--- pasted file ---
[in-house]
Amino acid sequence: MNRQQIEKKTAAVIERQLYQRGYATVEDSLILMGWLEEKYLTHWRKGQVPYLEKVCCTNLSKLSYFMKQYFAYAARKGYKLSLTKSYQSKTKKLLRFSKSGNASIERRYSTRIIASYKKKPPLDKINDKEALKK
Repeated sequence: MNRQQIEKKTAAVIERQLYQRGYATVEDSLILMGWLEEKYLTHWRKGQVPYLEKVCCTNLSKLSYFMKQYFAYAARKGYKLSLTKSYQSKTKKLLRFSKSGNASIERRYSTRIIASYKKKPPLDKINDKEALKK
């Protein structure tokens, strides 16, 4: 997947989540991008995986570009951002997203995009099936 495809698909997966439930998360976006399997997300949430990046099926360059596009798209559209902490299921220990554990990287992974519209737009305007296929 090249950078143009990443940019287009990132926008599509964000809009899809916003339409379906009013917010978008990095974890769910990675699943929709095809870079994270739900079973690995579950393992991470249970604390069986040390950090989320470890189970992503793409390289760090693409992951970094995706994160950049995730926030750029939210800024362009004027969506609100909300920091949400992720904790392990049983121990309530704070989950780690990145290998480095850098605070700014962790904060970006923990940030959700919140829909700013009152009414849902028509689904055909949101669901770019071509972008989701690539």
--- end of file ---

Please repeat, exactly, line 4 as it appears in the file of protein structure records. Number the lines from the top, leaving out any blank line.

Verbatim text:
């Protein structure tokens, strides 16, 4: 997947989540991008995986570009951002997203995009099936 495809698909997966439930998360976006399997997300949430990046099926360059596009798209559209902490299921220990554990990287992974519209737009305007296929 090249950078143009990443940019287009990132926008599509964000809009899809916003339409379906009013917010978008990095974890769910990675699943929709095809870079994270739900079973690995579950393992991470249970604390069986040390950090989320470890189970992503793409390289760090693409992951970094995706994160950049995730926030750029939210800024362009004027969506609100909300920091949400992720904790392990049983121990309530704070989950780690990145290998480095850098605070700014962790904060970006923990940030959700919140829909700013009152009414849902028509689904055909949101669901770019071509972008989701690539």